Iran hangs "Mossad agent' for scientist killing

Tue May 15, 2012 6:39am EDT
 
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DUBAI (Reuters) - Iran has hanged a man it said was an agent for Israeli intelligence agency Mossad whom it convicted of killing one of its nuclear scientists in 2010, Iranian state media reported on Tuesday.

Tehran has accused Israel and the United States of assassinating four Iranian scientists since 2010 in order to sabotage its nuclear program which the West suspects is hiding Iran's attempt to develop a nuclear weapons capability.

While Israel has declined to comment on the killings, it regards Iran's nuclear program as an existential threat and has threatened military action against Tehran. Washington has denied any U.S. role.

Twenty-four year old Majid Jamali Fashi was hanged at Tehran's Evin Prison after being sentenced to death in August last year for the murder of Massoud Ali-Mohammadi, Iran's state news agency quoted the central prosecutor's office as saying. It said he had confessed to the crime.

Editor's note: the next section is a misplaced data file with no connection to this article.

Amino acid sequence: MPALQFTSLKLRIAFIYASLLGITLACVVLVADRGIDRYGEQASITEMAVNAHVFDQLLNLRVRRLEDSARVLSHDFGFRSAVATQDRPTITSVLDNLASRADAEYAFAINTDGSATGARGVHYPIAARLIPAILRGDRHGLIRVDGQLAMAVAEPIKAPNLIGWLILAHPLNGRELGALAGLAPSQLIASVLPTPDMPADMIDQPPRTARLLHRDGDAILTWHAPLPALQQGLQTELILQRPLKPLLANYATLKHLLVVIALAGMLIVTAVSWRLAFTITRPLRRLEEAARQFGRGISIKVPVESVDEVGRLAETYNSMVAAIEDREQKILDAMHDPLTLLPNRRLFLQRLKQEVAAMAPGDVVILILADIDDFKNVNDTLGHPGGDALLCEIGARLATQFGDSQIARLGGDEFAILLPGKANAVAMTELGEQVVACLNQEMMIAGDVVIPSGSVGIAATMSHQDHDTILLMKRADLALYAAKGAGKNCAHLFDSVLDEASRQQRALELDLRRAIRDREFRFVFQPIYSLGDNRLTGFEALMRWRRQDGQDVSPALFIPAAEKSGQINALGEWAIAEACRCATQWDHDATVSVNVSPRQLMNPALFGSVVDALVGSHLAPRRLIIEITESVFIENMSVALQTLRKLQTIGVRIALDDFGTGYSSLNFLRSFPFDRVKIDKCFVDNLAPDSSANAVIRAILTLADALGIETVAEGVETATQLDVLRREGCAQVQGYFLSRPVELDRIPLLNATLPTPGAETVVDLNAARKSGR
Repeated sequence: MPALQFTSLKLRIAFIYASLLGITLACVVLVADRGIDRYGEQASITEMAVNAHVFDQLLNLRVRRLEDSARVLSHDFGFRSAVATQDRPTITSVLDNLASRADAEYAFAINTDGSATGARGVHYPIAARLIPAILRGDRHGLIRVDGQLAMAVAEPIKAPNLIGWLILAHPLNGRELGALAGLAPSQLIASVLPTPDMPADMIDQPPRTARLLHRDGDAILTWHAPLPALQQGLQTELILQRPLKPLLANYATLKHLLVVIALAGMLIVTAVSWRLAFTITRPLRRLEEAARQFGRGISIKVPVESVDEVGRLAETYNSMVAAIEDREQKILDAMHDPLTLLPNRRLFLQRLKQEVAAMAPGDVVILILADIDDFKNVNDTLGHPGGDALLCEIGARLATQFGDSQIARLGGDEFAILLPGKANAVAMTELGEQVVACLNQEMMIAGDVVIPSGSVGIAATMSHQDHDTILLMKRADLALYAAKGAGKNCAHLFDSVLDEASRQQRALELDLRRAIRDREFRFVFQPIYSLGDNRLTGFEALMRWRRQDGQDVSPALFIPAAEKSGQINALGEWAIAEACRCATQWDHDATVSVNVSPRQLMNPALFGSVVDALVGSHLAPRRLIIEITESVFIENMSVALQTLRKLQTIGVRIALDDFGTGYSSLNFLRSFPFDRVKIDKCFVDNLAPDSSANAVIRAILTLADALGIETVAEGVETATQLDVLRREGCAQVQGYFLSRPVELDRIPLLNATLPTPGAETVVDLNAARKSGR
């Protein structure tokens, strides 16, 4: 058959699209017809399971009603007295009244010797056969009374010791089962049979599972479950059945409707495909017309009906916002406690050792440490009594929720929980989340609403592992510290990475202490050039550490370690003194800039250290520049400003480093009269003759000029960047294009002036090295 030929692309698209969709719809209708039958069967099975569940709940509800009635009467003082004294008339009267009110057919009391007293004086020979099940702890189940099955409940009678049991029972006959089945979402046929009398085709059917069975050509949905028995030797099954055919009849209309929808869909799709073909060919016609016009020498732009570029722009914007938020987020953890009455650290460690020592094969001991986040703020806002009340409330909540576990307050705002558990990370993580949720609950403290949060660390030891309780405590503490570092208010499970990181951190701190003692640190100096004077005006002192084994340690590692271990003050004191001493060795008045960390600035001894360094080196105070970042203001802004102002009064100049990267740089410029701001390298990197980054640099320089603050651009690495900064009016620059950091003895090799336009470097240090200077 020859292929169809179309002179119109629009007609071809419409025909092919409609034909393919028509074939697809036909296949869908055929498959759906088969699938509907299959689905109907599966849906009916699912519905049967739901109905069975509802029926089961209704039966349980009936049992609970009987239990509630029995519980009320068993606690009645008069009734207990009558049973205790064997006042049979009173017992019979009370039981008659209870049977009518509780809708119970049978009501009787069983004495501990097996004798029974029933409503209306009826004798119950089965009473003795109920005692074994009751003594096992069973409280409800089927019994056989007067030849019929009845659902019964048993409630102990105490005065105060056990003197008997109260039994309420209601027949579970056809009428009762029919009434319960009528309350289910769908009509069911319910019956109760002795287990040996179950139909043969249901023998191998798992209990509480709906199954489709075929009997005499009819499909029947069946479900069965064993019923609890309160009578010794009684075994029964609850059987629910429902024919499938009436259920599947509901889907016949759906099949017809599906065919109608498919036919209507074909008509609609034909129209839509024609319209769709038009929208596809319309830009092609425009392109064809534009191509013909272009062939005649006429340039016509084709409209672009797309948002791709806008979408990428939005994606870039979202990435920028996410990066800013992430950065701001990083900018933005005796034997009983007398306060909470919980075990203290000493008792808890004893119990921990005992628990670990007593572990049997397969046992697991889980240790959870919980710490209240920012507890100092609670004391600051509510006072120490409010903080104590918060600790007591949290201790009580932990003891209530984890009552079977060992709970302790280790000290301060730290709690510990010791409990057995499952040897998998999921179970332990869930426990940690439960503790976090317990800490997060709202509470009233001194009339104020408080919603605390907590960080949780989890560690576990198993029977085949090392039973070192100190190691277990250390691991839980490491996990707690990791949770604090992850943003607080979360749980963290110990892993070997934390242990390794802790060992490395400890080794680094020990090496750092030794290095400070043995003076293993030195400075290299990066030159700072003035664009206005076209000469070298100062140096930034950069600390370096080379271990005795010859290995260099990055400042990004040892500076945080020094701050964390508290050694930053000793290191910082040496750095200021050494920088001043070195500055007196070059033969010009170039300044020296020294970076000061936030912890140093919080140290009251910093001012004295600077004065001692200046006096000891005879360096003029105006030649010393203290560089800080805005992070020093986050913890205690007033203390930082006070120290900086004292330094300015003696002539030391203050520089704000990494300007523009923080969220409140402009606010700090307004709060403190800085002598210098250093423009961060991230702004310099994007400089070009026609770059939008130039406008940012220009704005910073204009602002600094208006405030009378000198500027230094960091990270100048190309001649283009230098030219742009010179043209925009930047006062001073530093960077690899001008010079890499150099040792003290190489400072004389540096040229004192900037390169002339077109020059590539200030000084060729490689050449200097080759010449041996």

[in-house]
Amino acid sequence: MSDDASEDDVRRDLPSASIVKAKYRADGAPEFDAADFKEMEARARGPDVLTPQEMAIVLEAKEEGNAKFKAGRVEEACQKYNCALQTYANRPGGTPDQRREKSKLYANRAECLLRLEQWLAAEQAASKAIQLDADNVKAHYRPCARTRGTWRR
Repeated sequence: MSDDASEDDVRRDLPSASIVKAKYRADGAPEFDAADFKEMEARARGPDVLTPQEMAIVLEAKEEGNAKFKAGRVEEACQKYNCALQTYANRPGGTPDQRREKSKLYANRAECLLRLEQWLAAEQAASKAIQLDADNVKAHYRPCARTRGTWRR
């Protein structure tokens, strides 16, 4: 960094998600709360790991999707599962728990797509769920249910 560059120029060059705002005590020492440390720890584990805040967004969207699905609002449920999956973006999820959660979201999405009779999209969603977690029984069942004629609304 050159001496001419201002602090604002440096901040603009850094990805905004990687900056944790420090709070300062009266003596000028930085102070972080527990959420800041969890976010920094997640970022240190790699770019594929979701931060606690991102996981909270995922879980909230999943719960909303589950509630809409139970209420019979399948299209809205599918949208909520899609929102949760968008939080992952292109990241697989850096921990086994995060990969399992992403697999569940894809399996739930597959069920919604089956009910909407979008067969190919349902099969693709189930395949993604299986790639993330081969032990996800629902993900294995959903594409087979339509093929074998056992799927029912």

Ali-Mohammadi was killed in January 2010 when a remote-controlled bomb attached to a motorcycle outside his home in Tehran went off.

Tuesday's report said Fashi had confessed to travelling to Tel Aviv to receive training from Mossad before returning to Iran to plot the assassination.

A spokesman for Iran's Atomic Energy Organization said at the time that Ali-Mohammadi, a 50-year-old Tehran University professor, was not involved in its activities.

The most recent attack on an Iranian scientist occurred in January. Mostafa Ahmadi-Roshan - a deputy director of the Natanz uranium enrichment facility - was killed when a magnetic bomb planted on his vehicle detonated.

Israel has a policy of not commenting on the allegations but an unnamed Israeli source previously said the daylight killings provoked panic in surviving colleagues and generate a phenomenon Mossad veterans dub "virtual defection" which hinders Iran's nuclear progress.   Continued...

 
Majid Jamali Fashi, accused of assassinating Iranian scientist Massoud Ali-Mohammadi, attends his trial at the revolutionary court in Tehran August 23, 2011. REUTERS/Raheb Homavandi